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Hysteresis Loss
The hysteresis loss results from the BH characteristic following a different path for decreasing values of H than for increasing values of H. If H is carried through a complete cycle from +H_{max} to H_{max} and back to +H_{max}, the BH characteristic becomes a loop known as a hysteresis loop. Figure 337(a) shows a typical hysteresis loop.
Consider a unit volume of core material. Starting from point 1, Fig. 337(b), H is zero and is increased to H_{max}; the energy absorbed by the unit volume is
This amount of energy is represented by the area 124 in Fig. 337(b). If H is now decreased from H_{max} to 0, the path taken by the BH characteristic is from point 2 to point 3. The energy is represented by the shaded portion 234 in Fig. 337(c), which is
This energy input is negative since H is positive, but dB is negative, hence W_{2} represents the energy given up by a unit volume of the core. If H is now taken from zero to H_{max}, the path 35 is traced. The energy put into the core material is represented by the area 356 in Fig. 337(d). This area is positive and represents energy absorbed by the core, and
In Eq. 390, H is negative and dB is negative and the energy is therefore positive. If H is now increased from H_{max}, the core gives up an amount of energy represented by the shaded area 561 in Fig. 337(e), and
In Eq. 391, H is negative and dB is positive, hence the absorbed energy is negative. This means that the core gives up energy. If the sum of the four values of energy is taken with due regard for the signs, whether positive or negative, the total energy is represented by the area of the hysteresis loop in Fig. 337(a). Thus, for a core having a volume Yol, and a uniform flux density B throughout the entire volume, the energy loss is
where the line integral represents the area of the hysteresis loop. If H is in ampere turns per unit length and B is in webers per unit area and the volume is in the same system of units, Eq. 392 is valid for any system of dimensions. Thus, if H is in ampere turns per inch and B is in webers per square inch, then if the volume Vol is in cubic inches, W_{h} expresses the energy loss in joules for the entire volume. This is true also if the unit of length is the meter and the volume is in cubic meters. In the case of the flux undergoing a cyclic variation at a frequency f cps there are f hysteresis loops per second, so to speak, and the power is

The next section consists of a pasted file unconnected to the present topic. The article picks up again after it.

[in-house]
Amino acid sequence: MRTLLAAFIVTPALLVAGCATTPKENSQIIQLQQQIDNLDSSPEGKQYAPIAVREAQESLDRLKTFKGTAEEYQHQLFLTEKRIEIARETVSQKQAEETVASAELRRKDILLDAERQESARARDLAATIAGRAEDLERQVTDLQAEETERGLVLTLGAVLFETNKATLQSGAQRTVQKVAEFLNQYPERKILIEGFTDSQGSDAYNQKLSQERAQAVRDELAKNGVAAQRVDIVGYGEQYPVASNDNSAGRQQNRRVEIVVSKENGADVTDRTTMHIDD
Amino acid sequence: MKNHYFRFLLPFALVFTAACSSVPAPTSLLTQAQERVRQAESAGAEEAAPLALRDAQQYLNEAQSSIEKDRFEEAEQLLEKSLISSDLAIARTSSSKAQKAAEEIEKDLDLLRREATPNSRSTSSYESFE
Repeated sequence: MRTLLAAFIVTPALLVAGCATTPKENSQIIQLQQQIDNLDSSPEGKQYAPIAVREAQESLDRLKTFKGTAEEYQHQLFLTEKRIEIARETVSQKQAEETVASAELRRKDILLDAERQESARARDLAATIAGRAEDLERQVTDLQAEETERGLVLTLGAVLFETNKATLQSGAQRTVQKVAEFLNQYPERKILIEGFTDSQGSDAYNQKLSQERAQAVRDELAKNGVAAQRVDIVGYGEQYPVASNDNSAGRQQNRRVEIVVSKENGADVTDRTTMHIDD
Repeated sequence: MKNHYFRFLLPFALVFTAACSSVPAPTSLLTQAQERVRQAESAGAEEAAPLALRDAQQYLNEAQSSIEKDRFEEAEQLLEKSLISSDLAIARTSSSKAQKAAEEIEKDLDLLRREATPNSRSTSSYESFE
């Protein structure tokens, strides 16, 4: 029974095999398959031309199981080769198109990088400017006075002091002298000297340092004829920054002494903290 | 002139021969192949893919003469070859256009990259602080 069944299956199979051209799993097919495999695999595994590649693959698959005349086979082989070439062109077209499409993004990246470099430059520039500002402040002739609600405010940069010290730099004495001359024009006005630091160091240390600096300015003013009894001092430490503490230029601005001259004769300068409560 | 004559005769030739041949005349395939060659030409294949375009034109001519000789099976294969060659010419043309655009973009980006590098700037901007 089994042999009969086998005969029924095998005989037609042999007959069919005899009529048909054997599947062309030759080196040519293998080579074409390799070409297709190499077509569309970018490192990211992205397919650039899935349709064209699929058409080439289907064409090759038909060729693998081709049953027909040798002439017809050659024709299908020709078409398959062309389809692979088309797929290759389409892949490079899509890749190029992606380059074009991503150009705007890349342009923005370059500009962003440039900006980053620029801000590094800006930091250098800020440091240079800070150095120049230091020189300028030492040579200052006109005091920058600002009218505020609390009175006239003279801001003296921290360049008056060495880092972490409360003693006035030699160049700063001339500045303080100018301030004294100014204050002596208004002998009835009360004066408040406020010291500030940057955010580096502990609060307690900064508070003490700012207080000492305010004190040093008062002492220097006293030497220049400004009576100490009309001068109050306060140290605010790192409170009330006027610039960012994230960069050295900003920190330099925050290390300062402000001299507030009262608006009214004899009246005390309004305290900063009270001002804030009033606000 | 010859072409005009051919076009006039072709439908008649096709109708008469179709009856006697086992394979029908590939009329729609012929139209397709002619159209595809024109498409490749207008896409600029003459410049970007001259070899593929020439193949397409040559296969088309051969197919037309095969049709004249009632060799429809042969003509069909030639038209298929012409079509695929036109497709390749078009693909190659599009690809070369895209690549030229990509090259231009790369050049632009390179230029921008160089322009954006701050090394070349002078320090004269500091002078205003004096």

or
In order to use the area of the loop in Eq. 393 it is necessary to take into account the scale to which the loop is plotted on the graph. Let p = the number of units of H per inch of graphthen W = pq(area of loop in square inches) The area of the loop may be determined from planimeter measurements or by counting squares. Then
The hysteresis loss, in a volume Vol in which the flux density is uniform and varies cyclically at a frequency of f cps, is expressed empirically as
The nature of the magnetic material determines the values of η and n. The exponent may vary from a value of 1.5 to 2.5 for different materials and is
usually not even constant for the same core. Steinmetz found in 1892 that the exponent n had a value of 1.6 for a range of flux densities from about 1,000 to 12,000 gausses for the magnetic materials then commonly in use. However, this exponent no longer applies to all present day materials. The hysteresis loss can, however, be computed from the area of the hysteresis loop for a given material if there are no reentrant loops. If, on the other hand, the hysteresis loop has reentrant loops, their areas must be added to that of the main loop. Reentrant loops result from a reduction in a positive value of H and then an increase before H_{max} is reached. This is shown in Fig. 338 where H, after having increased from 0 to a value H_{a}, is decreased to a value H_{b} and then increased to H_{max}. The locus then is from H = 0 at B_{r}, to H_{a} at B_{a}, back to H_{b} at B_{b}, back along the minor loop to Ha at Ba, then along the major loop from a to c at which we have B_{max} and H_{max}. A similar situation exists in this case in the bottom half of the loop.
Equation 396 is not valid for unsymmetrical loops such as occur when there is a dc component of flux in the presence of ac flux, a situation that exists in some choke coils and transformers in vacuum tube circuits. An unsymmetrical hysteresis loop is shown in Fig. 339.


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